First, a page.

Nasa on Tuesday pegged its participation in the fresh election on the sacking of the electoral commission’s chief executive officer Ezra Chiloba.
It also rejected a blueprint for the October 17 election prepared by the Independent Electoral and Boundaries Commission (IEBC).
The commission has made various proposals to change the way the election was conducted, mainly in response to Nasa’s conditions.
The re-election of President Uhuru Kenyatta was nullified by the Supreme Court but because the commission did not follow the law in conducting it.
Nasa presidential candidate Raila Odinga accused the commission of failing to meet the conditions set by the Opposition and which would have addressed the issues that arose from his successful petition. The full ruling is yet to be given.
The Jubilee Party withdrew the conditions it had spelt out ahead of the poll and said they will not interfere in the commission’s mandate to prepare for the exercise.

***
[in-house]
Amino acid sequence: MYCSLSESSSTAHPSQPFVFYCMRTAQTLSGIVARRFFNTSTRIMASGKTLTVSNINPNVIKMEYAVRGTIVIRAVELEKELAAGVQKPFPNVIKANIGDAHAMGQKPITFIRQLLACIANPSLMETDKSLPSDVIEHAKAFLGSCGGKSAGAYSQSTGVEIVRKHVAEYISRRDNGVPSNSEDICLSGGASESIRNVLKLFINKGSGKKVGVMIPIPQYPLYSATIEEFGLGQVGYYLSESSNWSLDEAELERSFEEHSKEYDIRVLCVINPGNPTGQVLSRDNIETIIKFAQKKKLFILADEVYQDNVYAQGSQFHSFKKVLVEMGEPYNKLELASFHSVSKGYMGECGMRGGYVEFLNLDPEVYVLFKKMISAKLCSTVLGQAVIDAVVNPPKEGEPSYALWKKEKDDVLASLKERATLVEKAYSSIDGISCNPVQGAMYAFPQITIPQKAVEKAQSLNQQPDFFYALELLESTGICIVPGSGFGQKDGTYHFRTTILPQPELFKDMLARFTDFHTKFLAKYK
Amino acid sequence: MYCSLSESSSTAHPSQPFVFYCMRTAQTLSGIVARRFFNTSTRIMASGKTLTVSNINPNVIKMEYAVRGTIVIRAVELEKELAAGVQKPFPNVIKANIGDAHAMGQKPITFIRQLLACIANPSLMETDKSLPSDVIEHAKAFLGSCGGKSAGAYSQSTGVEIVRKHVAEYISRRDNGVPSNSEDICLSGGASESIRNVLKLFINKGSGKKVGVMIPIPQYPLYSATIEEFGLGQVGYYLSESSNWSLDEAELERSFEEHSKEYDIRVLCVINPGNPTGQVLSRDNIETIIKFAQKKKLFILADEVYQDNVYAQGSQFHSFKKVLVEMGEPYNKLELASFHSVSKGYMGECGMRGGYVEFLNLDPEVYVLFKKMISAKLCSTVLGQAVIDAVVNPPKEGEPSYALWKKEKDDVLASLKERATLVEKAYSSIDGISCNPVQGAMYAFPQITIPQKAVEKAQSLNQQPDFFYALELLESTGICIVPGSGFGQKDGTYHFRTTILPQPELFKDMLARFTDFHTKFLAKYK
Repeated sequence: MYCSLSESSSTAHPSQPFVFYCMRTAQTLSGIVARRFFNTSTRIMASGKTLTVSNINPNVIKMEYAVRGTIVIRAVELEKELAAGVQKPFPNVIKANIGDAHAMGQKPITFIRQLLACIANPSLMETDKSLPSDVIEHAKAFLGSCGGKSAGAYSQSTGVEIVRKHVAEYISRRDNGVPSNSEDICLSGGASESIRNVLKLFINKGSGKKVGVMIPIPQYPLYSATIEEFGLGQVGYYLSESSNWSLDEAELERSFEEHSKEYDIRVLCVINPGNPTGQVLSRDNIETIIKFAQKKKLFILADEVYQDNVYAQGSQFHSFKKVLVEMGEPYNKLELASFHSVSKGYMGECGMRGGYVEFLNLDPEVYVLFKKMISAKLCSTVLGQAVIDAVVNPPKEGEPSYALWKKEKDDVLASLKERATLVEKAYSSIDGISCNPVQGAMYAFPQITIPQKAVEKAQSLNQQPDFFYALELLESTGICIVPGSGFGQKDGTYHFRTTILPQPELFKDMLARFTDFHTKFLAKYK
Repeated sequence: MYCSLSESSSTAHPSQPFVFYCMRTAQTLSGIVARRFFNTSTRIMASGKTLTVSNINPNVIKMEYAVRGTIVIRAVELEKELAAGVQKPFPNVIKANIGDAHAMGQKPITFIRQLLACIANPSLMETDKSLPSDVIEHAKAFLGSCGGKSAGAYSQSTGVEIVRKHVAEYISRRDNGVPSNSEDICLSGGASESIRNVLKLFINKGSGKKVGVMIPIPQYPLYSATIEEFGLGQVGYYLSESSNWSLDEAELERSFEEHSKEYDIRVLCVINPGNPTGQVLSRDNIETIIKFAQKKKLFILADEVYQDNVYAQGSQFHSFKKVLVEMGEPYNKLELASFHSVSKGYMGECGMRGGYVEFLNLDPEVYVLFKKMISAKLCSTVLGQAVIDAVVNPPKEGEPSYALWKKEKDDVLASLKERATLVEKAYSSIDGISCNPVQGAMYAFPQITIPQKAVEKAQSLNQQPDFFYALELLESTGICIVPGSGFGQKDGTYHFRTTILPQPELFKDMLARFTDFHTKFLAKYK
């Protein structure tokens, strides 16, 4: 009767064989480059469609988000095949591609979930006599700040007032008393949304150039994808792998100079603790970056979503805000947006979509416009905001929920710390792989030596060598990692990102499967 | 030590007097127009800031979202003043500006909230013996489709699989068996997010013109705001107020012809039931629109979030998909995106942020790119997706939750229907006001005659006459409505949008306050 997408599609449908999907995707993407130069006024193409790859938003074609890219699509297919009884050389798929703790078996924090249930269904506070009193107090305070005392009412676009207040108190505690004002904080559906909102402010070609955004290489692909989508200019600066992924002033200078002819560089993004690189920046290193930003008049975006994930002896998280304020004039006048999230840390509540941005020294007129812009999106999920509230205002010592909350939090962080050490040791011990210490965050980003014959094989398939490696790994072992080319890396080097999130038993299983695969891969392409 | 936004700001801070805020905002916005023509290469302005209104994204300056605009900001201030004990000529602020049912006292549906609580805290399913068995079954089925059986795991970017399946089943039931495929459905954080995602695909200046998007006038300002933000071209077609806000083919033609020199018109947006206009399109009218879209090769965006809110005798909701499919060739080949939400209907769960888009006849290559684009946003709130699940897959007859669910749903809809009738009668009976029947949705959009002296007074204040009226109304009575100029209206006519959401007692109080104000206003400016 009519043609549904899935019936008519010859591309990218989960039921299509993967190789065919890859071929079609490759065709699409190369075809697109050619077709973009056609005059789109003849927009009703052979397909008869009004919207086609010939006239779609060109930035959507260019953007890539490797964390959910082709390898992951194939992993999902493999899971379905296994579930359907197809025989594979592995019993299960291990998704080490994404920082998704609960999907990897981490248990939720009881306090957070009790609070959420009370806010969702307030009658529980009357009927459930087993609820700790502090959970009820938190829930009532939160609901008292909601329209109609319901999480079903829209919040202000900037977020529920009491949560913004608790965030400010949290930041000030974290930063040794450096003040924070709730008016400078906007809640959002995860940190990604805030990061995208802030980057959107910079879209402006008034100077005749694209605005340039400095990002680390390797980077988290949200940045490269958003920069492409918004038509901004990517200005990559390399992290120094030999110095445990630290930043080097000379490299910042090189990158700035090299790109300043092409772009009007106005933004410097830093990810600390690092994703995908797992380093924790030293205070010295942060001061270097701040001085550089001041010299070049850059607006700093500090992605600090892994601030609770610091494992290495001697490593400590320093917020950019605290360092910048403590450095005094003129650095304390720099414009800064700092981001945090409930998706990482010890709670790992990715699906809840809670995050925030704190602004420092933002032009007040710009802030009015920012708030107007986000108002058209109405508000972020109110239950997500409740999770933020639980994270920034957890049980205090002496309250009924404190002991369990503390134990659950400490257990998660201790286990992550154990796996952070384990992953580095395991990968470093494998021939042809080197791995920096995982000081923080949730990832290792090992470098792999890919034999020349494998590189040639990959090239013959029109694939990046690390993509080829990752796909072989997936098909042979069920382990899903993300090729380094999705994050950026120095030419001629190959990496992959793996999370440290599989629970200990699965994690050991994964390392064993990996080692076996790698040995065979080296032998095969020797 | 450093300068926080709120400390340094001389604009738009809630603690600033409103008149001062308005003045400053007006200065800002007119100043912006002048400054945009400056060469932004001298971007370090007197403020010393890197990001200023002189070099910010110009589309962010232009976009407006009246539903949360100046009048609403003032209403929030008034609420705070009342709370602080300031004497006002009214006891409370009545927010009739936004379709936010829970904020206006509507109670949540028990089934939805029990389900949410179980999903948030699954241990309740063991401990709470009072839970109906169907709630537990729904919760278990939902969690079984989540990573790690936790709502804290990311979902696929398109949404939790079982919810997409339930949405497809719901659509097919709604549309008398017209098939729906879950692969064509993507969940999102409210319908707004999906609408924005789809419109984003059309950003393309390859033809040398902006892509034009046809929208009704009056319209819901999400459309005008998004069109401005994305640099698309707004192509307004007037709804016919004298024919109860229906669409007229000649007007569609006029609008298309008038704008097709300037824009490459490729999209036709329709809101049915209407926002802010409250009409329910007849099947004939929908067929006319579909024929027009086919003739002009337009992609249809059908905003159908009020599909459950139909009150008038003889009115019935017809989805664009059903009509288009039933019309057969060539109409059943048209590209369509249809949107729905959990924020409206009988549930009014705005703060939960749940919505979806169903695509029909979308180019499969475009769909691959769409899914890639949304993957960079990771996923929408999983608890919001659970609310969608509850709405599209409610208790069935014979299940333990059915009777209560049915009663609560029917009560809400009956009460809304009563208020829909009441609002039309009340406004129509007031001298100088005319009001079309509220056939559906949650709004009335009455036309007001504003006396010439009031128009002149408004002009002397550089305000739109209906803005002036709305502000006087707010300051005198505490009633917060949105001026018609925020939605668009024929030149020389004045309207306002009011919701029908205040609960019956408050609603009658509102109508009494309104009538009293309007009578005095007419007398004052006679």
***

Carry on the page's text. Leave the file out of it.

Jubilee leaders have frequently accused Nasa of placing roadblocks on elections, claiming that the Opposition is not really interested in polls, but in a unity government.
Mr Odinga and co-principals Kalonzo Musyoka, Musalia Mudavadi and Moses Wetang’ula also gave an ultimatum to the commission to give them access to its servers as ordered by the Supreme Court, ahead of the election.
Speaking during a rally in Kibra, Mr Odinga also called for the publication of responses to an internal memo by the commission’s chairman Wafula Chebukati to Mr Chiloba, seeking clarifications on the irregularities committed in the August 8 elections.
Mr Odinga said the coalition had resolved not to participate in the polls should the commission fail to comply with the directions issued by the Supreme Court.
“We want to tell IEBC that if these conditions are not met, there will be no election come October. IEBC cannot pretend to be united,” Mr Odinga said at Kamkunji grounds.
“The Supreme Court had ordered the commission to give us access to its servers but the commission refused.”